American Apparel, gain cheap popularity, but do not act as the grand savior

“more than three million women have been guaranteed jobs through the RMG sector, thus uplifting their status within the family, the society, and the state. If anyone has demolished the wall of repression, these are the millions of women workers of Bangladesh. If anybody has tasted freedom in whatever sense, it is these women. American Apparel, gain cheap popularity with your tantalizing ad all you want, but do not act as the grand savior…”

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Trayvon Martin & Limon Hossain: Innocence on Trial

Trayvon Martin. Photo released by his family.

Trayvon Martin. Photo released by his family.

Trayvon Martin and Limon Hossain: Innocence on Trial
by Tibra Ali for

recently came across a chalked message on the sidewalk that summed up the media circus and the whole trial in one pithy remark: “Only in America does an innocent victim like Trayvon Martin have to stand trial for his own murder.” But the first thing that popped into my mind was how the “Only in America…” part is actually incorrect. In particular, I thought of the young Bangladeshi student Limon Hossain.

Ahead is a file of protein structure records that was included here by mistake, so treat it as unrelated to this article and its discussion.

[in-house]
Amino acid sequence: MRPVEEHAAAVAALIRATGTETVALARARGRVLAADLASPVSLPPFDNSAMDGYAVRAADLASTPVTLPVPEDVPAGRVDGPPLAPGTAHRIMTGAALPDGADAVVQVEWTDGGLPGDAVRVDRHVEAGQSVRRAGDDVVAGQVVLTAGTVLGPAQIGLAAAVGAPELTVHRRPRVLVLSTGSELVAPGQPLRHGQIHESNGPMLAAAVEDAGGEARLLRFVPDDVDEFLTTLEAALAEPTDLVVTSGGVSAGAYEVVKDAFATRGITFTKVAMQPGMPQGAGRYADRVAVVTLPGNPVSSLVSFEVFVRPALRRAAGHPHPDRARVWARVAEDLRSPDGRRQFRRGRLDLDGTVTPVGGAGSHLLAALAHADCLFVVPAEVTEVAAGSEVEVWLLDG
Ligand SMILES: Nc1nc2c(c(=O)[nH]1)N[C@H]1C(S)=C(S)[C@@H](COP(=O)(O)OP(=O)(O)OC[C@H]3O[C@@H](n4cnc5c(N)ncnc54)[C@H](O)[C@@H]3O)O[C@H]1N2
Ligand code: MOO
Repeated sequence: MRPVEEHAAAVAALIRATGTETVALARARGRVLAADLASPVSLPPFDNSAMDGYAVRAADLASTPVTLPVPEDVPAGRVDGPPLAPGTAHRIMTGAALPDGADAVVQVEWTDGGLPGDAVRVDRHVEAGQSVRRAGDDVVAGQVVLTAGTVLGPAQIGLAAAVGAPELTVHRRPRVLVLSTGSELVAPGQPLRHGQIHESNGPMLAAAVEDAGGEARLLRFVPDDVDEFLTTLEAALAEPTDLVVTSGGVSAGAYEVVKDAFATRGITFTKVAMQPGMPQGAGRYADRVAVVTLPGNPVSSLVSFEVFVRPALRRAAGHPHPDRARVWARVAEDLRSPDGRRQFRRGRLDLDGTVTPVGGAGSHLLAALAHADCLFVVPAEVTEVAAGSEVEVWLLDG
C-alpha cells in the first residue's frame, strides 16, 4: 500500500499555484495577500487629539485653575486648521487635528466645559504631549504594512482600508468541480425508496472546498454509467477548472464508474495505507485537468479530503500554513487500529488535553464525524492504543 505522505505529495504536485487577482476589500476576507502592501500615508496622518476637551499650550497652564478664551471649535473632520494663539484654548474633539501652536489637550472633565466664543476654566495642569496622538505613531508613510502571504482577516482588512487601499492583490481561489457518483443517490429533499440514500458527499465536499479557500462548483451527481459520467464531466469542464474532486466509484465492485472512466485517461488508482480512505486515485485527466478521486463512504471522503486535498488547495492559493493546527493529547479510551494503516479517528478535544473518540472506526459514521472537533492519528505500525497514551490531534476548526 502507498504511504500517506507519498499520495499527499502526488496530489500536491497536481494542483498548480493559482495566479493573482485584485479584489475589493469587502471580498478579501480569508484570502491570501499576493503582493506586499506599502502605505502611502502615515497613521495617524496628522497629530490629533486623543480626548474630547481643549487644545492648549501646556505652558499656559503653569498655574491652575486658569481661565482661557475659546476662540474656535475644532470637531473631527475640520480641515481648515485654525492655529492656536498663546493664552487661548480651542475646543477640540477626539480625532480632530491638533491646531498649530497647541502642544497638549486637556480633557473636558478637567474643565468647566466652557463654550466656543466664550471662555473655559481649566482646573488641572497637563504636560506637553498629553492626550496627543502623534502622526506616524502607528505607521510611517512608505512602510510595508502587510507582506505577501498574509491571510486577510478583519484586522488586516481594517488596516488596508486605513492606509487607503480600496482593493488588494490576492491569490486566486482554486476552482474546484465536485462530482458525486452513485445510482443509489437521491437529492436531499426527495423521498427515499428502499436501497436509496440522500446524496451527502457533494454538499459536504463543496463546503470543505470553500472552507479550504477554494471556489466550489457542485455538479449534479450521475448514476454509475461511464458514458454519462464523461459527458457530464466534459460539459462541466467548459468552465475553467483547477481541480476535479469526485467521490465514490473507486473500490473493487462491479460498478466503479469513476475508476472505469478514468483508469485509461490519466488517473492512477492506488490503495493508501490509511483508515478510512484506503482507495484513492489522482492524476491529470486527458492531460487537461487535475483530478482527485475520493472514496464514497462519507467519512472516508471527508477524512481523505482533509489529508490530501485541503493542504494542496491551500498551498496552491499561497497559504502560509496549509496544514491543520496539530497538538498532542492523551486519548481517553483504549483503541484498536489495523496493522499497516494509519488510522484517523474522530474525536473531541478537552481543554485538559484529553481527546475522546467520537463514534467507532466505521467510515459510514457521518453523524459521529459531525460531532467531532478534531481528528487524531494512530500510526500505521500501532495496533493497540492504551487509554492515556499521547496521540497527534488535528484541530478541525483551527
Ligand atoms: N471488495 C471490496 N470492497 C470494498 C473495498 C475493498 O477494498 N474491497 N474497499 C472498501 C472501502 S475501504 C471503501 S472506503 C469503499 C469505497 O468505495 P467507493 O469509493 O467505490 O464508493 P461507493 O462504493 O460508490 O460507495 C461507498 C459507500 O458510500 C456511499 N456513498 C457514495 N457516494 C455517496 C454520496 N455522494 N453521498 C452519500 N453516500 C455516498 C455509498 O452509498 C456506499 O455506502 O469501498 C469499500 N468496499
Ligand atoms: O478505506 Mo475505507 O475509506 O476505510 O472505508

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Kimberly Ann Elliott: Better work for Bangladesh

Kimberly Ann Elliott

In the wake of Savar and Tazreen, debate rages in garments business about whether to deepen trade ties, or take punitive measures (“39 per cent said they would probably buy fewer products produced in Bangladesh, according to a survey by Harris Poll“).  Kimberly Ann Elliott (co-author of Can Labor Standards Improve Under Globalization?) argues for deeper ties, and better safety measures. Continue reading

Siddhartha Mitter: The Cartography of Bullshit

Max Fisher Cartography of Bullshit

“This week, Fisher proposed to his readers what he titled “A fascinating map of the world’s most and least racially tolerant countries.” The deepest-red, or most racially intolerant, countries were India, Bangladesh and Jordan. Russia and China fell in the middle; much of Africa was left out for lack of data, but South Africa came out light blue (highly tolerant), and Nigeria light red (highly intolerant). Other highly tolerant countries included Pakistan and Belarus.” Continue reading

Michael Guerriero: Ten Cents

© Larry Buchanan / New Yorker

© Larry Buchanan / New Yorker

The Number: Ten Cents
by Michael Guerriero for The New Yorker

It’s often reported that the recession turned Americans into frugal shoppers. Well, here’s a bargain: spending about ten cents more on a piece of clothing produced in Bangladesh could prevent disasters like the horrific collapse, last month, of the Rana Plaza factory, which killed over a thousand people, the deadliest accident in history of the garment industry. Continue reading